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H. A. LONDON, Jr.,
TV ft X,3ar3
editor axd pnorRirroit
AX VfcflT! S I NO.
uimguam nr. t'merttiio.
TLRMS OF tUBSCBIPTIONt
na rr. obi Tr,
Om topy, Urea aratha,
piTTsnono', Chatham co., x. c. January 3, is4.
O. ( rraiftlMouUiHflooitrtwm
A Christmas Carol.
Thara'a a to iK in tha air!
Ttiare'a a at ir in the Vy'.
Thoru'a a mother' deep prajror,
An I a bah 'n low orj!
And tho Hmt raiiit ltd fira wtaila tha banutiful
Fur Uiu manger of Bahlehein oradloa a kin;!
There' a tnmnlt of Joy
O'er ilia wonderful birth.
For the Virjjin's awcpt b j
It ilia Lord ol ilia earth.
Aye! tli star r iu it lira and the (mandrill
For tha manger of ltelldi hem oradlea a king I
In the light ot tlmt star
l. i' th" iigi a iiim nile I ,
Ami tlml mn(( from titur
llii'nwifit over tho woild.
Kvoiy Ih'hiIIi it aflame, and the linmlifu'
In Ilia linniP4 of the Diliom that J.aul i
Wo rijnire in the light,
An I wu uclio the Bong
That coidkh (1 iwn throuch th rig' t
Kkhii thu licuvi'iily thnuij.
Aye! nil liO'it to Ihn lovely cvani'l they
And wt t eo: In hie rrudle our Pnviuni' mid
J. U. Il,,llni.l
THE GULDEN GOOSF.
A tllKISTMAS LKOKND OF THE KAIfl.V j
DAYS OF NEW VOKK. !
Iii the year 1619, two hundred and ,
eventy-two years ago, and eleven
5 ears before the Mayllower landed the
Pilgrims at Plymou'h Itock, Henry
Hudson, an Knglishman, in command
of tho Put h ship Ilalf-moi n, entered
the magnilicent h.irbor of New York,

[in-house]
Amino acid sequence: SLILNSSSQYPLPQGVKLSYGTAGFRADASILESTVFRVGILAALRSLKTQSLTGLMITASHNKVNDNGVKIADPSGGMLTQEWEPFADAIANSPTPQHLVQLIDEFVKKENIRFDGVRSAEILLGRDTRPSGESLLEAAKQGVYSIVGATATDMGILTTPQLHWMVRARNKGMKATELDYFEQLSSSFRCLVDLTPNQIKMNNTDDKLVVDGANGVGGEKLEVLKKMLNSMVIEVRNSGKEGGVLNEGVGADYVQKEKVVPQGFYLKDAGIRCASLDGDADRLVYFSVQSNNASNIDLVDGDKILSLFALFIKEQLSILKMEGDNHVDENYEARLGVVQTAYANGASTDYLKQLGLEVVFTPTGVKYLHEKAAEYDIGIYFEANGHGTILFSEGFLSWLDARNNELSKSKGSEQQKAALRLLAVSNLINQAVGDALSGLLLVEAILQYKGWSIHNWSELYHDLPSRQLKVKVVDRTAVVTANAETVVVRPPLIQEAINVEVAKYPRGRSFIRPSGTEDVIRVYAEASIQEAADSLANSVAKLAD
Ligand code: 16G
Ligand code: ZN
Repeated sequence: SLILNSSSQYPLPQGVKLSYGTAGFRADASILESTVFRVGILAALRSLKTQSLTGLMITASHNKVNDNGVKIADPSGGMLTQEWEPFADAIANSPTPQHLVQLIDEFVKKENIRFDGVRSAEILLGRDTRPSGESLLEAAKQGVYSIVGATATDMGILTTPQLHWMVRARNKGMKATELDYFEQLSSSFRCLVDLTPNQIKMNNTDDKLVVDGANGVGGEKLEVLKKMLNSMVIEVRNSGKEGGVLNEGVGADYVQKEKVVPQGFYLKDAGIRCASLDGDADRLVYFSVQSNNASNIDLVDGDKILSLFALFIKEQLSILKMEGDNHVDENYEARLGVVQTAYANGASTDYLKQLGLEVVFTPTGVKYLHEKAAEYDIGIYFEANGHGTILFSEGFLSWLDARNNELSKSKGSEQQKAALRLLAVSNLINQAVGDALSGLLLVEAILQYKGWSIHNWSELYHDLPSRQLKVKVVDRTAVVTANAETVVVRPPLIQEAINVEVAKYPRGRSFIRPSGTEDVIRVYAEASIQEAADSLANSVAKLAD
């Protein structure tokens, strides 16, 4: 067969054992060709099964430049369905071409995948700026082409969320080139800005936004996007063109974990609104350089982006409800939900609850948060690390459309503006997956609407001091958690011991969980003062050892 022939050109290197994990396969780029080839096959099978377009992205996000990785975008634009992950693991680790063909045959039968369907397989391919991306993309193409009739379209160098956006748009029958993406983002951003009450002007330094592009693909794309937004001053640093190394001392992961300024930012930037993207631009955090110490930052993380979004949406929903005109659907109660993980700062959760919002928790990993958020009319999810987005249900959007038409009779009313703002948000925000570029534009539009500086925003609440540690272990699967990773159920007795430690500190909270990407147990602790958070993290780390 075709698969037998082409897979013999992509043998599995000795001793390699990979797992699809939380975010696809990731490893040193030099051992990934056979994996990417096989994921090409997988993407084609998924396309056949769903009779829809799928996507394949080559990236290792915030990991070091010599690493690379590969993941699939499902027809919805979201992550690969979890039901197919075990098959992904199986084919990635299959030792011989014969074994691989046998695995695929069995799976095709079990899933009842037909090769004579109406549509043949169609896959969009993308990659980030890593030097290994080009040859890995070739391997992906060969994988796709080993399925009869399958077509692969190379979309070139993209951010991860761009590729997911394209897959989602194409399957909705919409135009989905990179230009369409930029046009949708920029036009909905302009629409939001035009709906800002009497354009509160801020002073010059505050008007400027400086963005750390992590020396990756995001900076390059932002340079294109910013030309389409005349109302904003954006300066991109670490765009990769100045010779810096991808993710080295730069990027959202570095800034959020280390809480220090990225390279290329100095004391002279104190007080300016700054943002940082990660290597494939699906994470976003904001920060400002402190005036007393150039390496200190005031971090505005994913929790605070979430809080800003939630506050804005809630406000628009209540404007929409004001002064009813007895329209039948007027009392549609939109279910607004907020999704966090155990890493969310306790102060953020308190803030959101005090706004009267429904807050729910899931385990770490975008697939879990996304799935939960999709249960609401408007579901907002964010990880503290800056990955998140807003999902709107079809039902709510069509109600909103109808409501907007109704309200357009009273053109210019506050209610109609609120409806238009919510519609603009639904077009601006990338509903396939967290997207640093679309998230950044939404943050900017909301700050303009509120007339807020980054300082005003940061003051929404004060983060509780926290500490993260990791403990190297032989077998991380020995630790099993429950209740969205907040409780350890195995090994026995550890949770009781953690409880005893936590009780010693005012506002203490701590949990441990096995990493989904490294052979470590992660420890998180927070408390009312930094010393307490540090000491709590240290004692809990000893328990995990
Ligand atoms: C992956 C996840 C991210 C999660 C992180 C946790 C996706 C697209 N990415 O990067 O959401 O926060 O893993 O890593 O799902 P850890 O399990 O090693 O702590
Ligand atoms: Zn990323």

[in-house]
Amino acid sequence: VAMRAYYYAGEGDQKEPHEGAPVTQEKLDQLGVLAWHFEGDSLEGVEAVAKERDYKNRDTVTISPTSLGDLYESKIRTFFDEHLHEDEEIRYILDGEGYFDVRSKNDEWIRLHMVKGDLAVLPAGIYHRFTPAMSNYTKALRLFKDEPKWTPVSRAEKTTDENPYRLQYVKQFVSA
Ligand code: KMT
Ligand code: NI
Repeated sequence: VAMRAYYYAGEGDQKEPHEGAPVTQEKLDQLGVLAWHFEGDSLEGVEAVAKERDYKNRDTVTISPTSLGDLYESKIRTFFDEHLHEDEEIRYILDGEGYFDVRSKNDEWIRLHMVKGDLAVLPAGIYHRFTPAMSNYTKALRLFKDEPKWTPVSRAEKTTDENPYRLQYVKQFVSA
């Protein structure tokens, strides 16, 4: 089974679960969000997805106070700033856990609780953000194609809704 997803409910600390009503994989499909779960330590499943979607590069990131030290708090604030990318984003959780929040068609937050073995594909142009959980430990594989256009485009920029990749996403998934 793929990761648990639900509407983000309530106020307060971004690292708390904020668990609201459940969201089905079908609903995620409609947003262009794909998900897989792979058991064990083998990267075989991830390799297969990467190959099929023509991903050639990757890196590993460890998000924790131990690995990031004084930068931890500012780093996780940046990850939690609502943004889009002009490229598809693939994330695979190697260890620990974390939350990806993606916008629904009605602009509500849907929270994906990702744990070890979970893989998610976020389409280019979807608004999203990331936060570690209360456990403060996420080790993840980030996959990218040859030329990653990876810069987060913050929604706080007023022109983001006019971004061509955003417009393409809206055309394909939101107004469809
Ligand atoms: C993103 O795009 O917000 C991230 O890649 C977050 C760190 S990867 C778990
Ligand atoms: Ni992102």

and was the first European w ho nav i
gated the bountiful river now known
by his name. The history of his
voyage up tltt river to the present site
of Al: any is too familiar to repeat
here, and it is suilicient to Fay that his
discovery resulted in the Dutch claim
ing thu territory, which they named
New Netherlands, and tho present site
of New York the-y tailed New Am
sti-rdam. The growth of the colony in
New Amsterdam was not ra;id si
that in l'ij 1. when its name was
diange I to New York by tho English,
who had tn!:en it fr.in the Iuitch,
there was a population of only fifteen
hundred people, and speaking i Ightecn
'lifferent languages; and n jvv the pi pu
lation is 1.-J61.000. and all the known
I'ingues of the world are spoken here. ,
The prosperity of New York dates '
from the arrival in l'il? of the bravo
mid honest Peter Stay v.sant, the last
if the Dutch governors.
Among the many Dutchmen who
ramo from Holland was one Peter
Van Arsdale, a for trapper, with his
wife an I a daughter, whose name was
Wilhelmina. I'dteen years of age, and ;
instantly acknowledged to be the very
prettiest girl in the settlement. Van
Arsdale was an independent and eccen- i
trie man, and though poor, was very i
honi stand very religious, and all his
interest seemed centered in the happi
ness of Wilhelmina. Soon after his
arrival he purchased front Governor
rduy vesant a tract of land lying beyond
the creek or i ami!, which is now ( an.d
street, and erected a substantial log -hut
upon the eii''t spot where the St.
Nicholas hotel now stands. Peter Van
Arsdale pursued li is vocation as a trap
per of beavers along the creek and the